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Church in Venezuela hit hard by ongoing economic, political crisis
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As the people of Venezuela continue to suffer severe food and medication shortages due to hyperinflation, the Church is also affected, said Cardinal Jorge Urosa Savino last week.
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Caracas, Venezuela, (CNA) - As the people of Venezuela continue to suffer severe food and medication shortages due to hyperinflation, the Church is also affected, said Cardinal Jorge Urosa Savino last week.
"We're suffering the same hardships, the same shortages the Venezuelan people are suffering," Urosa, who is the Archbishop Emeritus of Caracas, Venezuela, said in a Feb. 6 interview with the Spanish edition of the Italian publication Bussola Quotidiana.
Under the socialist administration of Nicolas Maduro, Venezuela has been marred by violence and social upheaval, with severe shortages of food and medicine, high unemployment, power outages, and hyperinflation. Some 4.5 million Venezuelans have emigrated since 2015.
Urosa explained that the gasoline shortage has made it difficult for priests and bishops â€" especially those from the interior of the country â€" to travel and do their pastoral work.
In addition, evening meetings and liturgical events are not currently possible, due to the lack of electricity, transportation, and security, he said. This has hampered the life of the Church, which previously saw a great deal of activity and events in the evenings.
"Parishes are getting by, thanks to the good will of some of the faithful," Urosa said. "The pastors are accompanying their people, although currently the Church is suffering from the emigration of a lot of priests for health reasons or problems with coping, because they're upset by this situation of constant political turmoil."
Although the number of catechists and pastoral workers who have been forced to flee the country is "a real tragedy," Urosa said, "the Church hasn't come to a stop" and continues to serve and accompany Venezuelans as much as possible.
The cardinal asked Catholics around the world to pray for a peaceful resolution to the ongoing tensions in Venezuela. He also called on foreign governments to support Maduro's opponents.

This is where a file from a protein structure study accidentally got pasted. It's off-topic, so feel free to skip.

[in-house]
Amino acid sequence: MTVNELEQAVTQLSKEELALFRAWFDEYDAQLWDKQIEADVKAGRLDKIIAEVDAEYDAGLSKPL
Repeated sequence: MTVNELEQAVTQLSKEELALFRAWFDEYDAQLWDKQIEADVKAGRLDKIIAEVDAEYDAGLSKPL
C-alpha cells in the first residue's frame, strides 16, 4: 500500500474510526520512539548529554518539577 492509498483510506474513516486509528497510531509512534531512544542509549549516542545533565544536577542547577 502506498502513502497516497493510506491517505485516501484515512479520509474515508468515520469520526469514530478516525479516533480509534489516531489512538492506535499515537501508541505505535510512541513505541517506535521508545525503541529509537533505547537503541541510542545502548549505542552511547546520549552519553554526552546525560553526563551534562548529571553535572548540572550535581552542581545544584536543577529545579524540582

Urosa faulted Italy for supporting Maduro's government, "which has brought Venezuela to ruin, has a large number of political prisoners and has violated human rights." He said he finds it hard to believe "that a democratic government like Italy's isn't supporting the democratic opposition headed by interim president of the republic, Juan Guaido."
Last January, Juan Guaido, president of Venezuela's National Assembly, declared himself interim president of the country, after president Nicolas Maduro was sworn in for a second term, having won a contested election in which opposition candidates were barred from running or imprisoned. Guaido and the Venezuelan bishops held Maduro's second term to be invalid, and the presidency vacant.
More than 50 countries, including the United States, have recognized Guaido as interim president. The United States and the European Union have adopted economic and diplomatic sanctions against Maduro and his government.
In the interview, Urosa warned that conditions in Venezuela are growing worse: "18 months ago, one U.S. dollar was worth 60 Venezuelan bolivars. Today, one dollar is worth more than 75,000 bolivars. There's horrific inflation and it's the government's fault, because the government runs the national economy."
"It's shameful that there's a gasoline shortage in an oil producing country," he said. "The government ought to resign just for that, for having ruined our oil industry, they should go and we Venezuelans should insist there be a change in government."
With hyperinflation, a severely damaged economy, and the imprisonment of those who oppose the government, he said, "we're in a situation that's getting worse and worse. So we have to work very hard to democratically achieve a change in government."
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